Leo of course is not alone when witting about simplicity and it sure looks like now more than ever probably a good idea. Let’s watch the Senate in action the next few month’s and see if simplicity is seen probably more like stupidity crazy talk bullshit nonsense from both sides. Will we see working together reason, wisdom? See that question mark don’t kid yourself people know. I know tell them we are trying the old perception of reality thing. What do you think just could work for awhile. What is the main problem for a few with simplicity

  14. Don Hawkins said on April 14th, 2009 at 3:30am #

    You may deceive all the people part of the time, and part of the people all the time, but not all the people all the time.

    Abraham Lincoln

    You can fool some of the people all of the time, and all of the people some of the time, but you can not fool all of the people all of the time.

    Abraham Lincoln, (attributed)

    Mr. President in just a few months many will know if we are going to try. You know this little problem called climate change. What’s the plan so far perception of reality. The smartest minds on this planet are watching and do you talk with them? They like to talk and think bullshit isn’t high on there list of things to do. Remember reality hasn’t gone anywhere it’s still here and going to get rather hard to change into perception. Here’s one example of perception of reality. The last President and his man at the IPCC asked the question, ok if the ice melts it will come back right. Right and on this present path the Earth will turn a light shade of gray as seen from space. Let’s try. ? do you see that it’s called a question mark and in just a few years that question mark will not be in the back of people’s mind’s but right in front. Just a thought. Let’s try

  15. Don Hawkins said on April 14th, 2009 at 3:41am #

    Protest and direct action could be the only way to tackle soaring carbon emissions, a leading climate scientist has said.

    James Hansen, a climate modeller with Nasa, told the Guardian today that corporate lobbying has undermined democratic attempts to curb carbon pollution. “The democratic process doesn’t quite seem to be working,” he said.
    Speaking on the eve of joining a protest against the headquarters of power firm E.ON in Coventry, Hansen said: “The first action that people should take is to use the democratic process. What is frustrating people, me included, is that democratic action affects elections but what we get then from political leaders is greenwash.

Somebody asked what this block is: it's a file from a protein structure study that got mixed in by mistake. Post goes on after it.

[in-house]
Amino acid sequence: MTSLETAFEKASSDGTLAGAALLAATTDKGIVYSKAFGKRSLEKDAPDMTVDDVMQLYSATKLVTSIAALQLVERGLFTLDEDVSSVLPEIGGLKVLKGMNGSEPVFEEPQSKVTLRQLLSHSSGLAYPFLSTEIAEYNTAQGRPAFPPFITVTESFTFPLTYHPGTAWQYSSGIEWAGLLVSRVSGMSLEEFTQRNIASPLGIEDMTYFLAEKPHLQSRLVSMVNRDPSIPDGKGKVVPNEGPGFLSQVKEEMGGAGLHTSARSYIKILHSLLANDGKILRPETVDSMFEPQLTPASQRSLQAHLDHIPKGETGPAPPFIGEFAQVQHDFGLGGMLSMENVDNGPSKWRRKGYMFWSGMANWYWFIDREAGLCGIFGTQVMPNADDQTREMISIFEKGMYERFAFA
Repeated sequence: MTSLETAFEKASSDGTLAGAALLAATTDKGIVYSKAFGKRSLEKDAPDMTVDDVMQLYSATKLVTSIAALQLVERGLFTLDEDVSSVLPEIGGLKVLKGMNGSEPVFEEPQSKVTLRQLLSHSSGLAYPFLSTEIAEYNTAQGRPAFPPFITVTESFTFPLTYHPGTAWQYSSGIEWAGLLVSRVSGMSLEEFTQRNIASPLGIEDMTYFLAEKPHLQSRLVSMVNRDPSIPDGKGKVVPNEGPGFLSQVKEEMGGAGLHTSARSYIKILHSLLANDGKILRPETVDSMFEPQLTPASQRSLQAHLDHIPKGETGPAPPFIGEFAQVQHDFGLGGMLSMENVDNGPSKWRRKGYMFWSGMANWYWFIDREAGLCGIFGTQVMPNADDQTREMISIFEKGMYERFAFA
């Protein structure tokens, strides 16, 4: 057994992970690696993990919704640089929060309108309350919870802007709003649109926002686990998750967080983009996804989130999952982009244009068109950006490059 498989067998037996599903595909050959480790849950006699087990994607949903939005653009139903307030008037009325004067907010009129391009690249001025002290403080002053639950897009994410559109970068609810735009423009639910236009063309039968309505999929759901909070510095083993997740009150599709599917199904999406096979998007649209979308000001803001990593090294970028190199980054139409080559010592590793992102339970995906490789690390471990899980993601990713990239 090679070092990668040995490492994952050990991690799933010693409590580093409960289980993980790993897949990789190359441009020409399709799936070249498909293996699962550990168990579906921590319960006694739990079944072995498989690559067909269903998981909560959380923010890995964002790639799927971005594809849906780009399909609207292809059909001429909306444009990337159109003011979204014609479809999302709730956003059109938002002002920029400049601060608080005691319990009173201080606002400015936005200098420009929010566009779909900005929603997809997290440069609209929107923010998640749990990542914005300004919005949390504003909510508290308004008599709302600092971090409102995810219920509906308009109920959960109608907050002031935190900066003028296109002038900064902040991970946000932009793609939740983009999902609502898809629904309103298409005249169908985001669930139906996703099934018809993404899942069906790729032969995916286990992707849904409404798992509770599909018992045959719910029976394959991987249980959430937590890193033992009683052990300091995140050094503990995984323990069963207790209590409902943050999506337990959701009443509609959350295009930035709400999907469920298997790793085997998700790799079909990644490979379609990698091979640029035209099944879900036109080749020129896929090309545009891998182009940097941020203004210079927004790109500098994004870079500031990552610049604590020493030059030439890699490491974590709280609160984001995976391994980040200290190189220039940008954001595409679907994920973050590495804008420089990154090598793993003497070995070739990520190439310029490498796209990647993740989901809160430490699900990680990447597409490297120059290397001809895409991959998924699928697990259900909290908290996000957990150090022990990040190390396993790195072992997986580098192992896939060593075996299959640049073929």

“The democratic process is supposed to be one person one vote, but it turns out that money is talking louder than the votes. So, I’m not surprised that people are getting frustrated. I think that peaceful demonstration is not out of order, because we’re running out of time.”

  16. Brian Koontz said on April 14th, 2009 at 6:04am #

    In reply to Monkismo:

    “As far as “the vulnerable” are concerned, I’ll confess that it’s hard for me to be too sympathetic when I see the poor folks in my area driving around in gas-sucking giant SUVs and pissing their money away on Bluetooths and other pointless fashion accessories while their kids live in squalor.”

    Americans are not “poor folks”. The people who particularly suffer in downturns in the global economy are third worlders, such as the recent food riots caused by what Americans perceive as a “small” rise in the price of basic foods. For many of them, the state of the global capitalist economy is a matter of life and death.

    The American “poor” are part of the global middle class, and largely hold bourgeois values.

  17. bozh said on April 14th, 2009 at 7:06am #

    brian, yes,
    i wld say they hold the values that they had been thought from childhood. This is a sybaritic class of life which had always looked dwn on people with ‘tainted’ skin or the ‘underachievers’.

  18. bozh said on April 14th, 2009 at 7:25am #

    i also believe that the ‘overpop’ shld be much more researched than it is.
    we need to look at overuse and waste and who does that. It is not a nepalese or ghanan child/adult who wastes, as far as i know, anything.

    i’ve said before, we cld safely increase the pop in much of afrika, asia, s.’rica, if we wld/cld reduce euro-amer pop and poo a bn people.

    even their dogs are burden on us and the planet. So, ban/prevent ownership of dogs and other pets first.

  19. James Keye said on April 14th, 2009 at 8:02am #


    The ecological footprint work, which began over 15 years ago, is not just fad — although it has been fadisized — is based on research based evaluation of the issues you point out: different peoples’ use of resources.

    If you are not already familiar with the the founding organization: They used to have their databases available for download and perhaps still do. Interesting material.

  20. kalidas said on April 14th, 2009 at 2:32pm #

    “A society of cheaters and the cheated.” Therein lies the rub.

    This earth can easily support 10 times its current population if simple living and high thinking were applied. Of course the only ones wanting and needing this are the truly poor and the only ones practicing this are the truly evolved.

    Falsified biased science for whatever agenda(s) not with standing. We all know more and more “paid for” science, with the correspondingly correct reporting and lobbying = whatever the money masters wish it to equal.
    More and more we see so-called scientific expertise to be nothing more than false propaganda and faked/misrepresented results. sold by more cheating experts as doom and gloom predictions.

    P.T. Barnum should be “man of the year” every year.

  21. kalidas said on April 14th, 2009 at 2:33pm #

    Of course everything I offer could and will be countered by the opposite, but what the Hell..

  22. James Keye said on April 14th, 2009 at 3:31pm #


    Nihilism at least takes the trouble to sort of believe in itself.

    ‘What is real’ is the universal question for the living state and the consciousness state; and there are a variety of devices for making those judgments. Nihilism is just one of the weakest forms of the conscious devices: it just gives up when the decisions get difficult.